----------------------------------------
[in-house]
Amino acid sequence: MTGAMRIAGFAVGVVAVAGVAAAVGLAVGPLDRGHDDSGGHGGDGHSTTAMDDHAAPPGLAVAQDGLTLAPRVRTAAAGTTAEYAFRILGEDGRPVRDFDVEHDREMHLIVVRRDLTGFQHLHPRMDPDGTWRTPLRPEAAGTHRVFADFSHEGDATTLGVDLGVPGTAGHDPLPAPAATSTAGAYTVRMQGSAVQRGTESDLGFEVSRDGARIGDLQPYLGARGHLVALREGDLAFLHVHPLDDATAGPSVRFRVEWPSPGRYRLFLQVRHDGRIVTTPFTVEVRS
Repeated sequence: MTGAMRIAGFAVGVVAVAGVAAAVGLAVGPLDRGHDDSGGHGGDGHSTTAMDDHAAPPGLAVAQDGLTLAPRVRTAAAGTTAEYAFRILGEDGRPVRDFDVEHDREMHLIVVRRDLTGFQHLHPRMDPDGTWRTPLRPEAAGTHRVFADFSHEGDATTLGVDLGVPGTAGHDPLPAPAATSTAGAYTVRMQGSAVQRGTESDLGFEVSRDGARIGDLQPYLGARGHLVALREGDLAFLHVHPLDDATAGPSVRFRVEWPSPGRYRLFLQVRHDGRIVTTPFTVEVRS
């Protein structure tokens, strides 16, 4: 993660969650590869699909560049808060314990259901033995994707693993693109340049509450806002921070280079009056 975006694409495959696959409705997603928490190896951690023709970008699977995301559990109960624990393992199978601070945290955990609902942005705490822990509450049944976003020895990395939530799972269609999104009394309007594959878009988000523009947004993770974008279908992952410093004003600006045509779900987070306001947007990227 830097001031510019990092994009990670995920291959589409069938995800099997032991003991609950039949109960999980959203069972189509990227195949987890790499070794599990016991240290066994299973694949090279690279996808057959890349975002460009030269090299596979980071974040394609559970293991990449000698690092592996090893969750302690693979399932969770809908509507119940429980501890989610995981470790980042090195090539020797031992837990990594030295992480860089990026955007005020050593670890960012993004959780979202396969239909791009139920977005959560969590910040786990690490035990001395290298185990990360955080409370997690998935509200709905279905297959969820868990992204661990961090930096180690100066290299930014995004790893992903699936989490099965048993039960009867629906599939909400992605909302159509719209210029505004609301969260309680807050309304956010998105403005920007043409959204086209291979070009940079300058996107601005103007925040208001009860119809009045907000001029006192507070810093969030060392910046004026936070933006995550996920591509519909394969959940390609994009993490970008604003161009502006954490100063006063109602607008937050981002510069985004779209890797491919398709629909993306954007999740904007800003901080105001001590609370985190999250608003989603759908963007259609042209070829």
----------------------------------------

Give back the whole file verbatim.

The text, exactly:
[in-house]
Amino acid sequence: MTGAMRIAGFAVGVVAVAGVAAAVGLAVGPLDRGHDDSGGHGGDGHSTTAMDDHAAPPGLAVAQDGLTLAPRVRTAAAGTTAEYAFRILGEDGRPVRDFDVEHDREMHLIVVRRDLTGFQHLHPRMDPDGTWRTPLRPEAAGTHRVFADFSHEGDATTLGVDLGVPGTAGHDPLPAPAATSTAGAYTVRMQGSAVQRGTESDLGFEVSRDGARIGDLQPYLGARGHLVALREGDLAFLHVHPLDDATAGPSVRFRVEWPSPGRYRLFLQVRHDGRIVTTPFTVEVRS
Repeated sequence: MTGAMRIAGFAVGVVAVAGVAAAVGLAVGPLDRGHDDSGGHGGDGHSTTAMDDHAAPPGLAVAQDGLTLAPRVRTAAAGTTAEYAFRILGEDGRPVRDFDVEHDREMHLIVVRRDLTGFQHLHPRMDPDGTWRTPLRPEAAGTHRVFADFSHEGDATTLGVDLGVPGTAGHDPLPAPAATSTAGAYTVRMQGSAVQRGTESDLGFEVSRDGARIGDLQPYLGARGHLVALREGDLAFLHVHPLDDATAGPSVRFRVEWPSPGRYRLFLQVRHDGRIVTTPFTVEVRS
């Protein structure tokens, strides 16, 4: 993660969650590869699909560049808060314990259901033995994707693993693109340049509450806002921070280079009056 975006694409495959696959409705997603928490190896951690023709970008699977995301559990109960624990393992199978601070945290955990609902942005705490822990509450049944976003020895990395939530799972269609999104009394309007594959878009988000523009947004993770974008279908992952410093004003600006045509779900987070306001947007990227 830097001031510019990092994009990670995920291959589409069938995800099997032991003991609950039949109960999980959203069972189509990227195949987890790499070794599990016991240290066994299973694949090279690279996808057959890349975002460009030269090299596979980071974040394609559970293991990449000698690092592996090893969750302690693979399932969770809908509507119940429980501890989610995981470790980042090195090539020797031992837990990594030295992480860089990026955007005020050593670890960012993004959780979202396969239909791009139920977005959560969590910040786990690490035990001395290298185990990360955080409370997690998935509200709905279905297959969820868990992204661990961090930096180690100066290299930014995004790893992903699936989490099965048993039960009867629906599939909400992605909302159509719209210029505004609301969260309680807050309304956010998105403005920007043409959204086209291979070009940079300058996107601005103007925040208001009860119809009045907000001029006192507070810093969030060392910046004026936070933006995550996920591509519909394969959940390609994009993490970008604003161009502006954490100063006063109602607008937050981002510069985004779209890797491919398709629909993306954007999740904007800003901080105001001590609370985190999250608003989603759908963007259609042209070829």